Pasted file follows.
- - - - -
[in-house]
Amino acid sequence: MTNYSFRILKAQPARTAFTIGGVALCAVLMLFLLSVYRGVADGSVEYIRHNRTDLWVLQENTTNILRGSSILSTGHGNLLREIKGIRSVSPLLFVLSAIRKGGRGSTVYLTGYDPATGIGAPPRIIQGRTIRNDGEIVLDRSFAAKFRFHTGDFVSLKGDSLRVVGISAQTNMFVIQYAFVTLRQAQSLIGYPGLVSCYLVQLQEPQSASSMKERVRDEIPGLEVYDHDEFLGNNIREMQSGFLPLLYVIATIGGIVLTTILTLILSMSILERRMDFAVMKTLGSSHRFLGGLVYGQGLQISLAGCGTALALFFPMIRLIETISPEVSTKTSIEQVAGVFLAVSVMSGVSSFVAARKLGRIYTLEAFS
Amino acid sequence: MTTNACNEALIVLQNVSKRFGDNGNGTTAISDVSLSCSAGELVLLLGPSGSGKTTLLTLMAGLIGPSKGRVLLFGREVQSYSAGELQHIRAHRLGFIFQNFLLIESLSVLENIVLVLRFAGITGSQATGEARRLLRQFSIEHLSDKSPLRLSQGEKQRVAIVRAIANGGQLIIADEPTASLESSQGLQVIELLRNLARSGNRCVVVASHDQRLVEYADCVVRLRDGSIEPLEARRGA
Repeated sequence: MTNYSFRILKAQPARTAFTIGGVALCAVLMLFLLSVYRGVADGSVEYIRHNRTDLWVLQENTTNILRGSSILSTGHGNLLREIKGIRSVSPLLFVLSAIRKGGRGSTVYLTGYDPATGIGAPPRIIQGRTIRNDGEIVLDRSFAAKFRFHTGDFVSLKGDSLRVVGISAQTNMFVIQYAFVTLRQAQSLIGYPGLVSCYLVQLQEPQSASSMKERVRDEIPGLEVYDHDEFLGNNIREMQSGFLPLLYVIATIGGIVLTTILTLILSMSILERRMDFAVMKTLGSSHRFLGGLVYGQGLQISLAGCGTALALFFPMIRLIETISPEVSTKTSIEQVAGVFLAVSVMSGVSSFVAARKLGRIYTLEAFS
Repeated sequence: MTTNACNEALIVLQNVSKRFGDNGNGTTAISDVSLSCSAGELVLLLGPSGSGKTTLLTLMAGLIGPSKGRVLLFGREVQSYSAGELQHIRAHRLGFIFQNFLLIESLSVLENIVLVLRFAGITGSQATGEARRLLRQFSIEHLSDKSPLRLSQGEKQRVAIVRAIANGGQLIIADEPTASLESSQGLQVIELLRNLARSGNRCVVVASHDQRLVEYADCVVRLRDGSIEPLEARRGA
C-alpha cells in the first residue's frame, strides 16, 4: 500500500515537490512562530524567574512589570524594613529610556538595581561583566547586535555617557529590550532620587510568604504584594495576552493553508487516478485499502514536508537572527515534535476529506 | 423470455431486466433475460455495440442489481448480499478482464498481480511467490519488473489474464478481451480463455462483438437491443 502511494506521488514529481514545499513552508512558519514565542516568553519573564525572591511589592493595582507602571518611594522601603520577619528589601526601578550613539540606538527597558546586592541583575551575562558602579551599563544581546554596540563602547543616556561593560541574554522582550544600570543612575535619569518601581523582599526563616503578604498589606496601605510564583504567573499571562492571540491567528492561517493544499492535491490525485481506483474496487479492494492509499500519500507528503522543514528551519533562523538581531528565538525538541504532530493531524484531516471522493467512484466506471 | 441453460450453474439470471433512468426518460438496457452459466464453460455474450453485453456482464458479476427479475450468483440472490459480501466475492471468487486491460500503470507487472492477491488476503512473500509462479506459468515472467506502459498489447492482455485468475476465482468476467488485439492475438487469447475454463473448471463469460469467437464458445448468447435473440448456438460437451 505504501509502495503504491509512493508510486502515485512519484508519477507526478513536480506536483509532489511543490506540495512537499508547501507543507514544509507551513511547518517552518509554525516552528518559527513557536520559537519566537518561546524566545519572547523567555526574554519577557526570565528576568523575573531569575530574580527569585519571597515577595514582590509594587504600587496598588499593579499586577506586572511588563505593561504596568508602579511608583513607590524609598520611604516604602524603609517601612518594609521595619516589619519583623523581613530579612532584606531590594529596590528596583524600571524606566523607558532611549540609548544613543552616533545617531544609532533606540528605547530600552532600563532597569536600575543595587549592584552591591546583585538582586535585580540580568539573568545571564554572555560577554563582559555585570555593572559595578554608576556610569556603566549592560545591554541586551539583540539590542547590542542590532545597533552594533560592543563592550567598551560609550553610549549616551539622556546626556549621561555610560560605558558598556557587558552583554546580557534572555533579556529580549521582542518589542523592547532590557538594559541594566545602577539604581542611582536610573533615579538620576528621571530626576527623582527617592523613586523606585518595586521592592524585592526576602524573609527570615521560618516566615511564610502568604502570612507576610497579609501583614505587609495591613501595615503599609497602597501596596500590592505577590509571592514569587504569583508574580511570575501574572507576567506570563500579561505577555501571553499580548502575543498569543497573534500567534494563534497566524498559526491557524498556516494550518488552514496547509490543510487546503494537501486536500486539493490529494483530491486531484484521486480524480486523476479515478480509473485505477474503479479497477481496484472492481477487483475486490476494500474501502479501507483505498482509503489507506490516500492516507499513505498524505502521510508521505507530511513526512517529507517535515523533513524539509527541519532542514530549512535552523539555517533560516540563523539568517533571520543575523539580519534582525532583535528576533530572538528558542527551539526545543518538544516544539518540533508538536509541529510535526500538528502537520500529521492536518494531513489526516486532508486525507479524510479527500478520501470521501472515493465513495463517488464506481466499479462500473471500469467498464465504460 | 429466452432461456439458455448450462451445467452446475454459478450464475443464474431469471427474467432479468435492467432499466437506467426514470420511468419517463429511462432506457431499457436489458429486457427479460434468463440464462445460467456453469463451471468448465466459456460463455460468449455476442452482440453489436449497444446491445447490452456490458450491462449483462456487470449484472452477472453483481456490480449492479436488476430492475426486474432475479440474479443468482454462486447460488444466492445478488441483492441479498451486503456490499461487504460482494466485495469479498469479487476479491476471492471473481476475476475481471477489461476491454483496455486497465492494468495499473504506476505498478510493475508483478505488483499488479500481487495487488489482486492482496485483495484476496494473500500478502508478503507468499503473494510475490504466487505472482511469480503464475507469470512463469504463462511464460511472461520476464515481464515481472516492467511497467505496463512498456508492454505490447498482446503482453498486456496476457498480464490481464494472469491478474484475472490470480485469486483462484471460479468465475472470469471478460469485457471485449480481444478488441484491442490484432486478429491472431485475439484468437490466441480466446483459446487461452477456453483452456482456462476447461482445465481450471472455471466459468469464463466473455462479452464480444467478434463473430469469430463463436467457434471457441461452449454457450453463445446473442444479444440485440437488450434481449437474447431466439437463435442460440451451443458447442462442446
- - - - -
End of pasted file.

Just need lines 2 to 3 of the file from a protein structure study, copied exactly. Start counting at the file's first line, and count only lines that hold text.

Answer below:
Amino acid sequence: MTNYSFRILKAQPARTAFTIGGVALCAVLMLFLLSVYRGVADGSVEYIRHNRTDLWVLQENTTNILRGSSILSTGHGNLLREIKGIRSVSPLLFVLSAIRKGGRGSTVYLTGYDPATGIGAPPRIIQGRTIRNDGEIVLDRSFAAKFRFHTGDFVSLKGDSLRVVGISAQTNMFVIQYAFVTLRQAQSLIGYPGLVSCYLVQLQEPQSASSMKERVRDEIPGLEVYDHDEFLGNNIREMQSGFLPLLYVIATIGGIVLTTILTLILSMSILERRMDFAVMKTLGSSHRFLGGLVYGQGLQISLAGCGTALALFFPMIRLIETISPEVSTKTSIEQVAGVFLAVSVMSGVSSFVAARKLGRIYTLEAFS
Amino acid sequence: MTTNACNEALIVLQNVSKRFGDNGNGTTAISDVSLSCSAGELVLLLGPSGSGKTTLLTLMAGLIGPSKGRVLLFGREVQSYSAGELQHIRAHRLGFIFQNFLLIESLSVLENIVLVLRFAGITGSQATGEARRLLRQFSIEHLSDKSPLRLSQGEKQRVAIVRAIANGGQLIIADEPTASLESSQGLQVIELLRNLARSGNRCVVVASHDQRLVEYADCVVRLRDGSIEPLEARRGA